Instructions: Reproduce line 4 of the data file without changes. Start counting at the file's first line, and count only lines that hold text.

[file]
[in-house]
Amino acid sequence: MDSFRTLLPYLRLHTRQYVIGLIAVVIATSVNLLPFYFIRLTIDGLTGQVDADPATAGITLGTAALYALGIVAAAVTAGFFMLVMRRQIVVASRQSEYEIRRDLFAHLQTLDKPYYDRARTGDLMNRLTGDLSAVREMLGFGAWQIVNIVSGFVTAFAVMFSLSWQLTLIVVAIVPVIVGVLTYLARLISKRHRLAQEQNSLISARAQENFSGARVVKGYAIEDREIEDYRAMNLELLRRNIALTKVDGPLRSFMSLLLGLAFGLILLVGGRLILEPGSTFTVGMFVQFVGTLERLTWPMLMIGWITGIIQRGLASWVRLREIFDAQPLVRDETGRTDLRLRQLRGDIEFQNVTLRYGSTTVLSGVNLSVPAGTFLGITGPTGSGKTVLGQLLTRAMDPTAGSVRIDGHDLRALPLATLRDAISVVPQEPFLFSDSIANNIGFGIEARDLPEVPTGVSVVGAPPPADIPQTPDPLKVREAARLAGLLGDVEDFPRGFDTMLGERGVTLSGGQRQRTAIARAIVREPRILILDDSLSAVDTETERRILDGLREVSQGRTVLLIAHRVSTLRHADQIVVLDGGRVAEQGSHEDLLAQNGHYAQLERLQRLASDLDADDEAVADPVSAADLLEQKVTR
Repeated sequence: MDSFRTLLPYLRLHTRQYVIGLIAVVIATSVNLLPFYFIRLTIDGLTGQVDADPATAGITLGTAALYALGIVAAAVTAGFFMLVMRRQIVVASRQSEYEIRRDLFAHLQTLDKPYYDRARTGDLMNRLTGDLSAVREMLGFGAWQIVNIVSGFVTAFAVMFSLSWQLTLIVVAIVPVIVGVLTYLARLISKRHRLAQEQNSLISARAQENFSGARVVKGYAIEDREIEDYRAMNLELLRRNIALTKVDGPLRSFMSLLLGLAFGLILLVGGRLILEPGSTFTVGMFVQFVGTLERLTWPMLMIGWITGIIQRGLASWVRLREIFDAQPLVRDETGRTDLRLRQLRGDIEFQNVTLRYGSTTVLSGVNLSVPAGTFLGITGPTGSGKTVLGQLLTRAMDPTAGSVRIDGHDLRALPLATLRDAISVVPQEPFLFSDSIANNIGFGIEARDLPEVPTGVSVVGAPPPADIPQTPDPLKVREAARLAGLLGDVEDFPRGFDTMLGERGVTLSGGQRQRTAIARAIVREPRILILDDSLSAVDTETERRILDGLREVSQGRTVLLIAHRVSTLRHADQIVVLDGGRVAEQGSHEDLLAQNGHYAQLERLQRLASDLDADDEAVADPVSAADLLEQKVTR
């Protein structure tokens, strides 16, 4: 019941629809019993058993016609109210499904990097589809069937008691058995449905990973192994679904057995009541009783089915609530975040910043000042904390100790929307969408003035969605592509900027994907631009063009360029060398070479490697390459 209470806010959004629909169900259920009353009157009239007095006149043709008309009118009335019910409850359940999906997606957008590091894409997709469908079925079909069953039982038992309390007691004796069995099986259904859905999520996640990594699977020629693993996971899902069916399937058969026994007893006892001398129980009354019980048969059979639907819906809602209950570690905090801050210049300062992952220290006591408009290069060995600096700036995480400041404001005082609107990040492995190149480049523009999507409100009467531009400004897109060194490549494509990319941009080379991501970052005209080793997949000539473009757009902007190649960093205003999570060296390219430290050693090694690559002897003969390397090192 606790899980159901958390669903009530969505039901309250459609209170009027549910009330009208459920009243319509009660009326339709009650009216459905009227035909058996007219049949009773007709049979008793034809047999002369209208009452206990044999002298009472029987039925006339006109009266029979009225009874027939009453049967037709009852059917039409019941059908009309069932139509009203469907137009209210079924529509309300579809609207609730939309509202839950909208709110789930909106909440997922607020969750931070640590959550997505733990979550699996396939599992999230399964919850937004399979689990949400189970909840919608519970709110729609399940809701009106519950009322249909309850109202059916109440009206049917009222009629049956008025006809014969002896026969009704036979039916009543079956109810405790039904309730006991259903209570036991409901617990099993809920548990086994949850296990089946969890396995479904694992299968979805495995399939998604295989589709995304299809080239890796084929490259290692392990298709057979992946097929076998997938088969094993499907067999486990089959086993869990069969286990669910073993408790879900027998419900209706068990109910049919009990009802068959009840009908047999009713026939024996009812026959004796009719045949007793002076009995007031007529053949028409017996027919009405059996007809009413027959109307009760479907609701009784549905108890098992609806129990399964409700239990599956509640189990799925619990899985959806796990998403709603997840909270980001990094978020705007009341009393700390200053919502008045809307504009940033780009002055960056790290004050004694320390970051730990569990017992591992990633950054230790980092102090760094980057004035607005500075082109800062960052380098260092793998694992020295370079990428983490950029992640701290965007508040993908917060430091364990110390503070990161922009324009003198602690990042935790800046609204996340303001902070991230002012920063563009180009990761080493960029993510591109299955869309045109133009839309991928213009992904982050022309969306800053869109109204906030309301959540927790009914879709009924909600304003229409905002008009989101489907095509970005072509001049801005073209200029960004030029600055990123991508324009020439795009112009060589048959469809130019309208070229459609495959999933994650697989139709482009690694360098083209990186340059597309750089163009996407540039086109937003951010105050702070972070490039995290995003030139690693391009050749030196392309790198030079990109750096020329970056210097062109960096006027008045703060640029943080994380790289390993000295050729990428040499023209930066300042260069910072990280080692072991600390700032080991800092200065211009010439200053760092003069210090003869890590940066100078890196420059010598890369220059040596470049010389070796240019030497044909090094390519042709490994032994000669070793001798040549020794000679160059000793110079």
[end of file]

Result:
């Protein structure tokens, strides 16, 4: 019941629809019993058993016609109210499904990097589809069937008691058995449905990973192994679904057995009541009783089915609530975040910043000042904390100790929307969408003035969605592509900027994907631009063009360029060398070479490697390459 209470806010959004629909169900259920009353009157009239007095006149043709008309009118009335019910409850359940999906997606957008590091894409997709469908079925079909069953039982038992309390007691004796069995099986259904859905999520996640990594699977020629693993996971899902069916399937058969026994007893006892001398129980009354019980048969059979639907819906809602209950570690905090801050210049300062992952220290006591408009290069060995600096700036995480400041404001005082609107990040492995190149480049523009999507409100009467531009400004897109060194490549494509990319941009080379991501970052005209080793997949000539473009757009902007190649960093205003999570060296390219430290050693090694690559002897003969390397090192 606790899980159901958390669903009530969505039901309250459609209170009027549910009330009208459920009243319509009660009326339709009650009216459905009227035909058996007219049949009773007709049979008793034809047999002369209208009452206990044999002298009472029987039925006339006109009266029979009225009874027939009453049967037709009852059917039409019941059908009309069932139509009203469907137009209210079924529509309300579809609207609730939309509202839950909208709110789930909106909440997922607020969750931070640590959550997505733990979550699996396939599992999230399964919850937004399979689990949400189970909840919608519970709110729609399940809701009106519950009322249909309850109202059916109440009206049917009222009629049956008025006809014969002896026969009704036979039916009543079956109810405790039904309730006991259903209570036991409901617990099993809920548990086994949850296990089946969890396995479904694992299968979805495995399939998604295989589709995304299809080239890796084929490259290692392990298709057979992946097929076998997938088969094993499907067999486990089959086993869990069969286990669910073993408790879900027998419900209706068990109910049919009990009802068959009840009908047999009713026939024996009812026959004796009719045949007793002076009995007031007529053949028409017996027919009405059996007809009413027959109307009760479907609701009784549905108890098992609806129990399964409700239990599956509640189990799925619990899985959806796990998403709603997840909270980001990094978020705007009341009393700390200053919502008045809307504009940033780009002055960056790290004050004694320390970051730990569990017992591992990633950054230790980092102090760094980057004035607005500075082109800062960052380098260092793998694992020295370079990428983490950029992640701290965007508040993908917060430091364990110390503070990161922009324009003198602690990042935790800046609204996340303001902070991230002012920063563009180009990761080493960029993510591109299955869309045109133009839309991928213009992904982050022309969306800053869109109204906030309301959540927790009914879709009924909600304003229409905002008009989101489907095509970005072509001049801005073209200029960004030029600055990123991508324009020439795009112009060589048959469809130019309208070229459609495959999933994650697989139709482009690694360098083209990186340059597309750089163009996407540039086109937003951010105050702070972070490039995290995003030139690693391009050749030196392309790198030079990109750096020329970056210097062109960096006027008045703060640029943080994380790289390993000295050729990428040499023209930066300042260069910072990280080692072991600390700032080991800092200065211009010439200053760092003069210090003869890590940066100078890196420059010598890369220059040596470049010389070796240019030497044909090094390519042709490994032994000669070793001798040549020794000679160059000793110079």